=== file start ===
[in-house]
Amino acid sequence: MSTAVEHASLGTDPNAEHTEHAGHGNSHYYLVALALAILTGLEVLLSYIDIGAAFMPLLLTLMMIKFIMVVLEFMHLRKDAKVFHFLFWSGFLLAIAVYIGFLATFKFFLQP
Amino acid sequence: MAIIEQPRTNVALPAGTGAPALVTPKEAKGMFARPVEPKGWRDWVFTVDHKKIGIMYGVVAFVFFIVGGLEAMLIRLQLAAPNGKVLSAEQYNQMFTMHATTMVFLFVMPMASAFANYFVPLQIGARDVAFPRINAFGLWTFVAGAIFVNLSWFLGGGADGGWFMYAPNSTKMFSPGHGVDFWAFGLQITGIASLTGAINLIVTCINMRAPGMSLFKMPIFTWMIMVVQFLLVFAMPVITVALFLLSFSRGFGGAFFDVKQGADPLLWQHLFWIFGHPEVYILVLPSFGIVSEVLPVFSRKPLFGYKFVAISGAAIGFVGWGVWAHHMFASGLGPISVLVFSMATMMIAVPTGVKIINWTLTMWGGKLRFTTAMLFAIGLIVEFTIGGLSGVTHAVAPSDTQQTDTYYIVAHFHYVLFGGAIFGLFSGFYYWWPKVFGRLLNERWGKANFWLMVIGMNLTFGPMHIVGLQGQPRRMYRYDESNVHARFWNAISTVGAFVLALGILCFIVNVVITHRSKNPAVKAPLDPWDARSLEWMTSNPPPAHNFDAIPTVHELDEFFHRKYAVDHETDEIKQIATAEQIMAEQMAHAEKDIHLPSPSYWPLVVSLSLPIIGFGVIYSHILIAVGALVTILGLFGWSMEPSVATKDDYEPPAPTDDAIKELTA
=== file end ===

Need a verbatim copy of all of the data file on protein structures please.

[in-house]
Amino acid sequence: MSTAVEHASLGTDPNAEHTEHAGHGNSHYYLVALALAILTGLEVLLSYIDIGAAFMPLLLTLMMIKFIMVVLEFMHLRKDAKVFHFLFWSGFLLAIAVYIGFLATFKFFLQP
Amino acid sequence: MAIIEQPRTNVALPAGTGAPALVTPKEAKGMFARPVEPKGWRDWVFTVDHKKIGIMYGVVAFVFFIVGGLEAMLIRLQLAAPNGKVLSAEQYNQMFTMHATTMVFLFVMPMASAFANYFVPLQIGARDVAFPRINAFGLWTFVAGAIFVNLSWFLGGGADGGWFMYAPNSTKMFSPGHGVDFWAFGLQITGIASLTGAINLIVTCINMRAPGMSLFKMPIFTWMIMVVQFLLVFAMPVITVALFLLSFSRGFGGAFFDVKQGADPLLWQHLFWIFGHPEVYILVLPSFGIVSEVLPVFSRKPLFGYKFVAISGAAIGFVGWGVWAHHMFASGLGPISVLVFSMATMMIAVPTGVKIINWTLTMWGGKLRFTTAMLFAIGLIVEFTIGGLSGVTHAVAPSDTQQTDTYYIVAHFHYVLFGGAIFGLFSGFYYWWPKVFGRLLNERWGKANFWLMVIGMNLTFGPMHIVGLQGQPRRMYRYDESNVHARFWNAISTVGAFVLALGILCFIVNVVITHRSKNPAVKAPLDPWDARSLEWMTSNPPPAHNFDAIPTVHELDEFFHRKYAVDHETDEIKQIATAEQIMAEQMAHAEKDIHLPSPSYWPLVVSLSLPIIGFGVIYSHILIAVGALVTILGLFGWSMEPSVATKDDYEPPAPTDDAIKELTA